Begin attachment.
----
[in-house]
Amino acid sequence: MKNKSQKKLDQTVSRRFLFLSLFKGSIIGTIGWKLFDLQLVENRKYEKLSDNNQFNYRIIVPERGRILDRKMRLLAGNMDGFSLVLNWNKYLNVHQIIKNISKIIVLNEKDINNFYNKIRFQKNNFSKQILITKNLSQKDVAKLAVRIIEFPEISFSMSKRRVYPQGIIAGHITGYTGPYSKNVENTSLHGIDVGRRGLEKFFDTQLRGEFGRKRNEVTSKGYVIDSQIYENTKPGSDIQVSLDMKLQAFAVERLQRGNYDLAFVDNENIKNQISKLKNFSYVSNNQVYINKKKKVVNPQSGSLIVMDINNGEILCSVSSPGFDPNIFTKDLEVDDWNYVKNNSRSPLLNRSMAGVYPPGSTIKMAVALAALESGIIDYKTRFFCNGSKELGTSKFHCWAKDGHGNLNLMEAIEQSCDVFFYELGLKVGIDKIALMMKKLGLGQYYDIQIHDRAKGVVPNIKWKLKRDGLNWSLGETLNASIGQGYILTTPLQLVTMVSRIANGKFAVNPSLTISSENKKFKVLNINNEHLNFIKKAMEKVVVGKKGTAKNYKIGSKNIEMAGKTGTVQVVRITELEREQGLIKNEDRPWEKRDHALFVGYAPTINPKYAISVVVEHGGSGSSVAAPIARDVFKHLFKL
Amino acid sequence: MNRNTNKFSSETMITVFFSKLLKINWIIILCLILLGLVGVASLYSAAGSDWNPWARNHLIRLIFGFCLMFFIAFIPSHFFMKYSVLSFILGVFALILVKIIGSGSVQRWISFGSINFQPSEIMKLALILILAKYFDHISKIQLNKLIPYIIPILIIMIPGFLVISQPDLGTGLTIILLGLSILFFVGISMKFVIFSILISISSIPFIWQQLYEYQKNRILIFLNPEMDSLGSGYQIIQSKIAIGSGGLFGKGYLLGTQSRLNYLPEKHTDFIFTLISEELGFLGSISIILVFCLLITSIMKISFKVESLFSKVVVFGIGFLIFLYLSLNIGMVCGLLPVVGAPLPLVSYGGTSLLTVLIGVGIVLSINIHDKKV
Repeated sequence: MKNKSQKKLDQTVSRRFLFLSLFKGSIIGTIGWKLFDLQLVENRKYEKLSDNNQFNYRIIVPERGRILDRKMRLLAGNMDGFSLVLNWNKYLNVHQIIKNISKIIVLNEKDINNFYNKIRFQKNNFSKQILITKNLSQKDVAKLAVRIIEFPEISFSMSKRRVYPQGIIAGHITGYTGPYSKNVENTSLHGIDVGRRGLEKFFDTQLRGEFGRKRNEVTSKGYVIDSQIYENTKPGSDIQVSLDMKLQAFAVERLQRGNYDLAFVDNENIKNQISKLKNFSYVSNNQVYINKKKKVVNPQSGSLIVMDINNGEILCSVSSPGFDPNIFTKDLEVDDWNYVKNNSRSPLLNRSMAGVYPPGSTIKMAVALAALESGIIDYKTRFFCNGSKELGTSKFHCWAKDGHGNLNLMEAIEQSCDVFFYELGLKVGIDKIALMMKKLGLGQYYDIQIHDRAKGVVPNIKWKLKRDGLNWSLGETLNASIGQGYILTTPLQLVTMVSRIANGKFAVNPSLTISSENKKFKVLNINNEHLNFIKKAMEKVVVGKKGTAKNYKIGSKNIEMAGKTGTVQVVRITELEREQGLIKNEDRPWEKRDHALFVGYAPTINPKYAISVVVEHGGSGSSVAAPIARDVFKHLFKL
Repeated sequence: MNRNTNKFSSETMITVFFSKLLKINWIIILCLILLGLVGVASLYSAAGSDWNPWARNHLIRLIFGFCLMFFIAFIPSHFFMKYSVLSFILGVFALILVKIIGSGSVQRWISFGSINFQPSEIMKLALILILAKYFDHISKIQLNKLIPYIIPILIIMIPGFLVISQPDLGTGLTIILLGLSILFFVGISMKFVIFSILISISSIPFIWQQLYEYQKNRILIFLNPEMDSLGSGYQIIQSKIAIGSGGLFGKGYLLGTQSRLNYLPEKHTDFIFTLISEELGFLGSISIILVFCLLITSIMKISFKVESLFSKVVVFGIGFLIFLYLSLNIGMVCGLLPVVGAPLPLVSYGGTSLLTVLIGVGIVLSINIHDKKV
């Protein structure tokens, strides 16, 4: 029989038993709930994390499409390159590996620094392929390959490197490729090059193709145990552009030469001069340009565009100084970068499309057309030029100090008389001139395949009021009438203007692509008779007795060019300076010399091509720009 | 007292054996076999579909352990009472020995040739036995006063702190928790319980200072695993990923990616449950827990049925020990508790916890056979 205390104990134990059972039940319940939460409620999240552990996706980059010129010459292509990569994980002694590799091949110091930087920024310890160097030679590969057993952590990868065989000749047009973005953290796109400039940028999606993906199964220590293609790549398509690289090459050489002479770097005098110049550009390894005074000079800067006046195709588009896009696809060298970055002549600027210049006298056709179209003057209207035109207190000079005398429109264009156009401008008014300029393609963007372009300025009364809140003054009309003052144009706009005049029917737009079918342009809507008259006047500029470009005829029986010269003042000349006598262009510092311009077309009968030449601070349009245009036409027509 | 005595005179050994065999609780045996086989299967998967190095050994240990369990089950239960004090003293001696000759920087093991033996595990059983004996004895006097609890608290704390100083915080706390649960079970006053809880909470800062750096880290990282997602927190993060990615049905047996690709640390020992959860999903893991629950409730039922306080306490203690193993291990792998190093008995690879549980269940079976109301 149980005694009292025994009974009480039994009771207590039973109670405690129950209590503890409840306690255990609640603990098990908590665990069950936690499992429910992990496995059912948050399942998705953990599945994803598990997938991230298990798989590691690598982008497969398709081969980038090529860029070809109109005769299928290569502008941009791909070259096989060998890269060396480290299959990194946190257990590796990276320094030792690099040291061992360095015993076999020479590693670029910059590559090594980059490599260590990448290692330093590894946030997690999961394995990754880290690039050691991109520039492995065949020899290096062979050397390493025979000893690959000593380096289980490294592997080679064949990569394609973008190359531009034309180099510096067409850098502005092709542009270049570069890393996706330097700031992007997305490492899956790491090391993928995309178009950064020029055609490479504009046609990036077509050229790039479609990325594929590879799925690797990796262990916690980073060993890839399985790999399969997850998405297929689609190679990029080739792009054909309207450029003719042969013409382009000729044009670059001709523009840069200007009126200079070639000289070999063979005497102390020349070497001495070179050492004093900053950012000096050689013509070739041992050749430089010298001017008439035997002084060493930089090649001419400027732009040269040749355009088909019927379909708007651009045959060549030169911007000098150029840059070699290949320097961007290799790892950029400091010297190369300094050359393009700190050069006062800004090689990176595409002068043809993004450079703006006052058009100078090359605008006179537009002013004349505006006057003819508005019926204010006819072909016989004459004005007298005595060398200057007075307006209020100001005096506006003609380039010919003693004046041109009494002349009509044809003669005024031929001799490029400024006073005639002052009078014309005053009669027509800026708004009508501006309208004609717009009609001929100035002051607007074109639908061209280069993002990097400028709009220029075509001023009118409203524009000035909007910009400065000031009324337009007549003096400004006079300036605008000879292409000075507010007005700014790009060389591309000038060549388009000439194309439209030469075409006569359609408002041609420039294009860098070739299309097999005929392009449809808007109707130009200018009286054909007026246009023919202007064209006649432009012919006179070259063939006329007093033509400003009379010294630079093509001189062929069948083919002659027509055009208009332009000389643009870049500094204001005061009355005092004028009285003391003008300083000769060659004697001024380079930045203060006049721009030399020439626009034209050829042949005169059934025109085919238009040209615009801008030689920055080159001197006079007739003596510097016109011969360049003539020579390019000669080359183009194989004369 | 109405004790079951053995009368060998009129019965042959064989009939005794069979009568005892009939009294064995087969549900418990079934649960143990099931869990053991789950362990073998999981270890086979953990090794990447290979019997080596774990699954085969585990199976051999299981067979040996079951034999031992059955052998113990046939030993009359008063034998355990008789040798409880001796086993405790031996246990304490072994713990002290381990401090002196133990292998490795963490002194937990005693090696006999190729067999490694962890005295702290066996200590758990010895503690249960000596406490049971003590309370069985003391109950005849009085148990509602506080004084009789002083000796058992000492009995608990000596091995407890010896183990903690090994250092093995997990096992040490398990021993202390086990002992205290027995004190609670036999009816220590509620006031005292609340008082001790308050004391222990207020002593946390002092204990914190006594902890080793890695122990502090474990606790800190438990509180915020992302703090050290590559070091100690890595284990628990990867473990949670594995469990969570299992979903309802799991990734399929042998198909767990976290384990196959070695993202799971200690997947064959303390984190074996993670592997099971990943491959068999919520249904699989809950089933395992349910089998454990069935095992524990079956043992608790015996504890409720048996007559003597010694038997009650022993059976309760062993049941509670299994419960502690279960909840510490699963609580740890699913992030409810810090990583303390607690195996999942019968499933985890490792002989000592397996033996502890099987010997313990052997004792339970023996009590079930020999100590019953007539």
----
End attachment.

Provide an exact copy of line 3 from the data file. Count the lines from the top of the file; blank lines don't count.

Amino acid sequence: MNRNTNKFSSETMITVFFSKLLKINWIIILCLILLGLVGVASLYSAAGSDWNPWARNHLIRLIFGFCLMFFIAFIPSHFFMKYSVLSFILGVFALILVKIIGSGSVQRWISFGSINFQPSEIMKLALILILAKYFDHISKIQLNKLIPYIIPILIIMIPGFLVISQPDLGTGLTIILLGLSILFFVGISMKFVIFSILISISSIPFIWQQLYEYQKNRILIFLNPEMDSLGSGYQIIQSKIAIGSGGLFGKGYLLGTQSRLNYLPEKHTDFIFTLISEELGFLGSISIILVFCLLITSIMKISFKVESLFSKVVVFGIGFLIFLYLSLNIGMVCGLLPVVGAPLPLVSYGGTSLLTVLIGVGIVLSINIHDKKV